Avoiding Ghostbrokers – Is Your Car Insurance Legit?

Gillian Cooper
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There’s a new scam in town and car-owners are bearing the brunt.
It’s been branded ‘ghostbroking’ and put simply, refers to the process of selling motor insurance – which doesn’t actually exist.

Sound scary? You bet it is. And costly too. Recent figures from Action Fraud revealed that drivers aged 17 to 24 (those most likely to fall victim) lose an average of £912 each time.[1]

Although the underhand tactics employed by these car insurance con artists varies from case to case, police insist there are generally three ways that victims get caught out.[2] A popular method is for ghostbrokers to take out a genuine insurance policy on a motorist’s behalf – but promptly cancel it to claim the refund for themselves. Another way is to falsify the details of the person applying and, in doing so, return a cheaper quote than you’ve received elsewhere. Finally, they could resort to plain forgery, providing you with policy documents that aren’t worth the paper they’re printed on.

Of course, going directly to a legitimate provider or using an online price comparison site could help avoid these pitfalls. But it can still prove tricky to avoid ghostbrokers altogether. Many advertise their services in newspapers or online forums, resort to cold calling, or approach people on social media. In some cases, they’ve been introduced to victims by unwitting family members, friends or work colleagues.

No wonder then that youngsters, although the most prone to fall for the scam, are not the only age group at risk of falling victim. Tight budgets and limited experience of buying car insurance provide an obvious reason why students might be duped, but there are many of us out there who might be similarly enticed by what looks like a cheap deal.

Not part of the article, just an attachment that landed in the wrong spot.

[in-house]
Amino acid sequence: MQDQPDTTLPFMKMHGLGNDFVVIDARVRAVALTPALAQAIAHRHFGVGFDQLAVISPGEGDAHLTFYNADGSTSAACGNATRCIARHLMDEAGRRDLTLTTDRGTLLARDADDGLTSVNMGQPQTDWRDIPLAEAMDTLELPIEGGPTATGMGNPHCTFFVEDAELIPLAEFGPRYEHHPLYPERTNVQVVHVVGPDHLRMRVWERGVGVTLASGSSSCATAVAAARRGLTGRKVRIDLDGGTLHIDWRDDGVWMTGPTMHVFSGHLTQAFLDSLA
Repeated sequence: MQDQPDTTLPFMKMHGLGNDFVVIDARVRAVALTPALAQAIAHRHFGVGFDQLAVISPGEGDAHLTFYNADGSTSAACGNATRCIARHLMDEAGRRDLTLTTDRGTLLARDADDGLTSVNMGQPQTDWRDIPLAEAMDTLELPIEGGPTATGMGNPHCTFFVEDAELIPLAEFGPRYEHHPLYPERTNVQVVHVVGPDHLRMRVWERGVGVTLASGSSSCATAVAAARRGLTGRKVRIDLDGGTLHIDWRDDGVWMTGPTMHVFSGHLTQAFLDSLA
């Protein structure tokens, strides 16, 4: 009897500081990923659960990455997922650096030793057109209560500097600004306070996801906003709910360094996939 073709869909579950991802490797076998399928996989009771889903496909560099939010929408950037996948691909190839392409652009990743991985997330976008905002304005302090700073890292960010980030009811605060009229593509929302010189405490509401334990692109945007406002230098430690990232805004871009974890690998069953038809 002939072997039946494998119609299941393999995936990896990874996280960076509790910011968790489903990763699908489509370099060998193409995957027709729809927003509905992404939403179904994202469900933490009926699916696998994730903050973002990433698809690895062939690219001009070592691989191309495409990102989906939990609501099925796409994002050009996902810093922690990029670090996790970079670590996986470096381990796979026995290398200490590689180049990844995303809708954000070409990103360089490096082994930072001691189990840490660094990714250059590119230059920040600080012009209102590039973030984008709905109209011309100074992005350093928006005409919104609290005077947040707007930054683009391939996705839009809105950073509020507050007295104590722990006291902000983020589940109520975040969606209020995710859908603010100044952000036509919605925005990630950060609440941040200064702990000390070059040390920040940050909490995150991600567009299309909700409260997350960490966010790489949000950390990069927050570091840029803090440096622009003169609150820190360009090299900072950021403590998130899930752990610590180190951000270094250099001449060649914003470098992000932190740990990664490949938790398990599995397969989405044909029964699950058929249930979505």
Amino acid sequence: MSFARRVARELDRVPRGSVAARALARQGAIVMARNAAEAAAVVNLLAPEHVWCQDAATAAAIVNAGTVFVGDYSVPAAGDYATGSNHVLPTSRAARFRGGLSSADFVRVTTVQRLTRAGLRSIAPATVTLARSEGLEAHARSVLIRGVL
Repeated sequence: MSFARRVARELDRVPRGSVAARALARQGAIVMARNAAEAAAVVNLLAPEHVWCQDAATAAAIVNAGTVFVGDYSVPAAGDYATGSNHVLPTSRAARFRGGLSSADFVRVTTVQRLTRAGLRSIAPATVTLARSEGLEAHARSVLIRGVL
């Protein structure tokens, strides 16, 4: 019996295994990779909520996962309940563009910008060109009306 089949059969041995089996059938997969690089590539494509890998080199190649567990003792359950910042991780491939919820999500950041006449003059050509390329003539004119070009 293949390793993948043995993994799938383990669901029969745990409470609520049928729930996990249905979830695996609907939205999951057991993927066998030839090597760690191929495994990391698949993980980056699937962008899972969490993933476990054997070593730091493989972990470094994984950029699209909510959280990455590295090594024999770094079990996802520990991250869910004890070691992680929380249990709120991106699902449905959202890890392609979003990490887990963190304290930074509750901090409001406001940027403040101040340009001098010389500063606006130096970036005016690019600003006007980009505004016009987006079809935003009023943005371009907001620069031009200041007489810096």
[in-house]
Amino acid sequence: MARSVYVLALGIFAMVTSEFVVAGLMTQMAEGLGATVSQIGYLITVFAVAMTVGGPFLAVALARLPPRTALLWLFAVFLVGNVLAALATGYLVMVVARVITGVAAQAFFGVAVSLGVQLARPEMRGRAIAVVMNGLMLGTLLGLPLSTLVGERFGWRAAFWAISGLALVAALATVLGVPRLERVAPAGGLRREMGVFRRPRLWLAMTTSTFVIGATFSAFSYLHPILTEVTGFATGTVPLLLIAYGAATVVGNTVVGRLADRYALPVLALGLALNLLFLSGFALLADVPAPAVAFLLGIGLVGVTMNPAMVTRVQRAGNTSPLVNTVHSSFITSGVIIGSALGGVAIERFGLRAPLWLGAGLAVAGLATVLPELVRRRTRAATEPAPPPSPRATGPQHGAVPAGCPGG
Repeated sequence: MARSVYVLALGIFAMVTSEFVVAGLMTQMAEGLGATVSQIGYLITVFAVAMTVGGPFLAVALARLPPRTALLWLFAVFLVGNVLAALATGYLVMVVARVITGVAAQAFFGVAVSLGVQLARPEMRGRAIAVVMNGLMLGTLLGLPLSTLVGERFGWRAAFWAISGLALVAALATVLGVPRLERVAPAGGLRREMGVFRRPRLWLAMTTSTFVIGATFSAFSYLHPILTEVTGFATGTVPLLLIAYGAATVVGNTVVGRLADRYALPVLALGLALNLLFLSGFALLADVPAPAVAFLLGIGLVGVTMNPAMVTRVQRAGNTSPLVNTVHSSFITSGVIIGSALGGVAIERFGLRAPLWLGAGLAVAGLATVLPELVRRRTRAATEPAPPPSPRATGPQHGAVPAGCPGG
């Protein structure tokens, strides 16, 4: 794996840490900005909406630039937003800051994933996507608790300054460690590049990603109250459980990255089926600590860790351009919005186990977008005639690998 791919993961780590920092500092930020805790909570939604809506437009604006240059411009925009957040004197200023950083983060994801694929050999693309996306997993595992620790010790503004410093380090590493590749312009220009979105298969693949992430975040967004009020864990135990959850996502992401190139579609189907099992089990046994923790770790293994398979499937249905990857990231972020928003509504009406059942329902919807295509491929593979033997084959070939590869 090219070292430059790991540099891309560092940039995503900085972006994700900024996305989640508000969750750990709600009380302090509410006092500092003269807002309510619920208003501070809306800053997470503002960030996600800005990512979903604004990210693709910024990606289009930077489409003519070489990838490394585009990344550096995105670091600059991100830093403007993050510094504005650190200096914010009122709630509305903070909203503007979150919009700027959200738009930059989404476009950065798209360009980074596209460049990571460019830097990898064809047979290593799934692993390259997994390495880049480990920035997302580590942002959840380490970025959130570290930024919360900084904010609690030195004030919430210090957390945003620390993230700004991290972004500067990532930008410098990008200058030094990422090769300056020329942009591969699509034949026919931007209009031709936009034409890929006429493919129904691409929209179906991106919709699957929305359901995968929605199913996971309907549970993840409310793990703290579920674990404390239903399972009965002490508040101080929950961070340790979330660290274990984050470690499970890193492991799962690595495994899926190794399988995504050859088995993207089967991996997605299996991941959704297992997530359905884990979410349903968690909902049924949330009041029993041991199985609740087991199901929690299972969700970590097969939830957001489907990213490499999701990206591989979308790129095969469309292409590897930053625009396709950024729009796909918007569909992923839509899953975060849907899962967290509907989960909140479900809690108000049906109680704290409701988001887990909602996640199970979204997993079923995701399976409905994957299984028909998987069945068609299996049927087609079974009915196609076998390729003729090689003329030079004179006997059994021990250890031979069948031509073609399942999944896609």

As a general rule of thumb, if the offer looks too good to be true then it probably is. Another clue might be the broker’s contact details. If you're only provided with a mobile phone number or email address, your suspicions should be aroused. Like all fraudsters, ghostbrokers don’t want to leave a trail of breadcrumbs after they’ve run off with your cash. If you’re still unsure, contact the insurance company directly to check the broker’s details, or look them up online. A full list of authorised brokers can be found on both the Financial Conduct Authority’s and British Insurance Brokers’ Association’s websites.[3]

It’s so important to trust your instincts on this, and exercise extreme caution if you’ve any doubt about a broker’s claims. As well as the potential to lose out financially, buying fraudulent car insurance puts you at risk of points on your driving licence, a fixed penalty notice and even having your vehicle seized. And, of course, if you’re in an accident you’ll be liable for any claims costs.

Worried you might be a victim of ghostbroking? There are a number of steps you’ll need to take. First, check directly with the insurance company to find out if you’re covered, or enter your details into the Motor Insurance Database (ownvehicle.askmid.com). Bear in mind that the latter will only tell you if you’re insured, and not if your personal or vehicle details are actually correct.

If you discover you’re not covered, avoid driving your car until a new, genuine, policy is in place. In the meantime, you’ll also need to contact Action Fraud (0300 123 2040) and/or the Insurance Fraud Bureau (0800 422 0421) to report what’s happened. They’ll be able to advise on what further action you may need to take.

Brought to you by UniteProtect, who have launched a car insurance comparison website for Unite members - www.UniteCar.co.uk

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